The crises that push people toward suicide are real, and we must never demean or diminish them. But just as real are the solutions—medically, emotionally, and spiritually. Our lives are not our own; rather, life is a gift from God. The Bible writers repeatedly emphasize the dignity and worth of every human life. Dr. Kevorkian does not have the answer to life’s problems, but Jesus Christ, the Great Physician, does. He offers to each of us abundant life (John 10:10), in this world and the next, if we come to Him in faith.

If you have lost someone you loved to suicide, remember the psalmist’s words: “The LORD is close to the brokenhearted and saves those who are crushed in spirit” (Ps. 34:18). In the midst of tears, trauma, and tragedy, we find assurance that God hears our prayers and petitions. God knows our emotions, fears, and circumstances and will be faithful if we turn to Him. Healing takes time, but it will come. Don’t be afraid to cry, for in your tears you will begin to recover. The choice that was made was not yours. You experience the pain, but you are not to blame for what has happened. You can survive this tragedy and move beyond it. Look to God for strength and help to know that He will give you sufficient grace each day as you journey ahead.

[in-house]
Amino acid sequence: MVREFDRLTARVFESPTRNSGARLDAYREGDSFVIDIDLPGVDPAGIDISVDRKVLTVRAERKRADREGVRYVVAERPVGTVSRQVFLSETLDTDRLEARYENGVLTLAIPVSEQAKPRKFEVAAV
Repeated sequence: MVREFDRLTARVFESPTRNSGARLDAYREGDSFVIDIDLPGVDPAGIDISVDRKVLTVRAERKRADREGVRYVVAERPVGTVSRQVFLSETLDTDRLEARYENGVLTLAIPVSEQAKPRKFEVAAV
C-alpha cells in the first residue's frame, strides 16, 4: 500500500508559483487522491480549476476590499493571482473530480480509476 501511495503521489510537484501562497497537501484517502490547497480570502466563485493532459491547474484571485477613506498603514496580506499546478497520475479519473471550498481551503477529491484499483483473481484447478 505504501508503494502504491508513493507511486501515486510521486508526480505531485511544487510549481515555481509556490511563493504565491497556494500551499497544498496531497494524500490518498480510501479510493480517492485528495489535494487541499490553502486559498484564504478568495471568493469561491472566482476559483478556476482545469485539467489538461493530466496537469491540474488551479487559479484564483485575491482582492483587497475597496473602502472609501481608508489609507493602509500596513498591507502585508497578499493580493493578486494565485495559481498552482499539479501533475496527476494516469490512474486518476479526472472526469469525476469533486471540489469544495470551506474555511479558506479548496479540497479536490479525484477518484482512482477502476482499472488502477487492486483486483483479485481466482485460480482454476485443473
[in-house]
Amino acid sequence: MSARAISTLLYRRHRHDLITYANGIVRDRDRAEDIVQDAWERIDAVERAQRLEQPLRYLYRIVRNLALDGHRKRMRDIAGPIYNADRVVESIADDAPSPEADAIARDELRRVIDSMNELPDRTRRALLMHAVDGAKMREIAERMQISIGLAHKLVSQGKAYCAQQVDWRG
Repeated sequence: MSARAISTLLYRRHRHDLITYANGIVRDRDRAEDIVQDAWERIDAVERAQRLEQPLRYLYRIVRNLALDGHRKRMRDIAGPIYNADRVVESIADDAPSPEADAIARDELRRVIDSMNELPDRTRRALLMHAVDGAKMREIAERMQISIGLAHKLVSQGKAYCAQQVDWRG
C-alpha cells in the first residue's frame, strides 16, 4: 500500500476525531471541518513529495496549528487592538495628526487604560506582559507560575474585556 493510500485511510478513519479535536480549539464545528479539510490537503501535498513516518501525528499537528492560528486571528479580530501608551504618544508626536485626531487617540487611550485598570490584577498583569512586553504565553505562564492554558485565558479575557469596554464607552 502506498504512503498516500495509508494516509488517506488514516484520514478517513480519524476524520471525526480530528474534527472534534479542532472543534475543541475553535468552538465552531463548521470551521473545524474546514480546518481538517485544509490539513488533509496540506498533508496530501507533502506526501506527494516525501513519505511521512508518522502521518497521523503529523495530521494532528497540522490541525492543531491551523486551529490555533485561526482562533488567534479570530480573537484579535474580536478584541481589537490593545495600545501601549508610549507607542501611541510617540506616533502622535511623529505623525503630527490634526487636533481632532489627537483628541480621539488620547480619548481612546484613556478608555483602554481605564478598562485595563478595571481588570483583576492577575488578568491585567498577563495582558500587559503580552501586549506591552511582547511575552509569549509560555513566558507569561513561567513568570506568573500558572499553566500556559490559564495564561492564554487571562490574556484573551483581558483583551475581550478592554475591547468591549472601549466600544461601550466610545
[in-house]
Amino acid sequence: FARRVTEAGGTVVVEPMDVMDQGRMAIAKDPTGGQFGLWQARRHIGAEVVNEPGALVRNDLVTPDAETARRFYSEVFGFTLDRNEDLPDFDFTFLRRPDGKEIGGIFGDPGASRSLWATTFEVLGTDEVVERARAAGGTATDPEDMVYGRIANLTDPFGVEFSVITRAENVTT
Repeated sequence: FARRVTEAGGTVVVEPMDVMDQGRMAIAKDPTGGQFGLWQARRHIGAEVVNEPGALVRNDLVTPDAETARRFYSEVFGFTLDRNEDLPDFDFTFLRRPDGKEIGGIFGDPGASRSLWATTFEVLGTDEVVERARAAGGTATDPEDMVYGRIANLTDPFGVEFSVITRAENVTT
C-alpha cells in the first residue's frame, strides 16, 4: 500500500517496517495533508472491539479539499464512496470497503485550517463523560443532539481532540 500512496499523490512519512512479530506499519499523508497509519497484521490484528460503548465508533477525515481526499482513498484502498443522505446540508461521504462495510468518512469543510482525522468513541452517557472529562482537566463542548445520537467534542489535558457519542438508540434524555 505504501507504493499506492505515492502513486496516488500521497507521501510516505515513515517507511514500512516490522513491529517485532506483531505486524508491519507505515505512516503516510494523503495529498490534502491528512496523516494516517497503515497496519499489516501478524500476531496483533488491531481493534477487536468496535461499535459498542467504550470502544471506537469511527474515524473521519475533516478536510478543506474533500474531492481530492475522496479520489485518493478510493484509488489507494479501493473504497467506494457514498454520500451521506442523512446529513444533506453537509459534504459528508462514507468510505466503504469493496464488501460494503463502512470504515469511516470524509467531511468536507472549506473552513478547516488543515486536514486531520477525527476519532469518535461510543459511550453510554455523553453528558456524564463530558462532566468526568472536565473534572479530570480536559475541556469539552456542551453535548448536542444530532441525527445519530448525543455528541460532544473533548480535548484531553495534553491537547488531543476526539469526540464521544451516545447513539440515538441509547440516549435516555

If you personally are discouraged or suicidal, talk with someone about your feelings and get appropriate medical and pastoral care immediately. Find a friend, family member, pastor, physician, or suicide hotline and talk. Feelings of loneliness, discouragement, depression, and hopelessness can be resolved. They are temporary, and help is available. Your life is too important to God and to others for you to commit suicide.

If you think someone is suicidal, don’t watch and wait. Talk to them, listen, and encourage them to get help. Offer assistance and solicit from them a promise that they won’t kill themselves “now,” “today” or “tonight.” Then, don’t leave them alone nor hesitate to call for help or emergency services. Most suicidal people give warning signs that are cries for help. The situation you encounter may well be one of life and death, and your response is critical.

In all our actions, regardless of the circumstances, we are to affirm life because we have the assurance of God’s presence and love. We also have the certainty that one day God “shall wipe away every tear from their eyes; and there shall no longer be any death; there shall no longer be any mourning, or crying, or pain; the first things have passed away” (Rev. 21:4, NASB).

When the torrents of life crash over us and the gales of change shriek through our culture, we must cling to the truths of Scripture and rest in the peace and plan of God. We lack the wisdom to make decisions without Him. God set two ways before Israel which are ultimately set before humanity—one of life in Him and one of death: “I call heaven and earth as witnesses today against you, that I have set before you life and death, blessing and cursing; therefore choose life, that both you and your descendants may live; that you may love the LORD your God, that you may obey His voice, and that you may cling to Him, for He is your life and the length of your days” (Deut. 30:19–20, NKJV).

Tim Demy (Th.M. 81, Th.D. 90) is a military chaplain who has authored numerous books. He served as coeditor of Suicide: A Christian Perspective.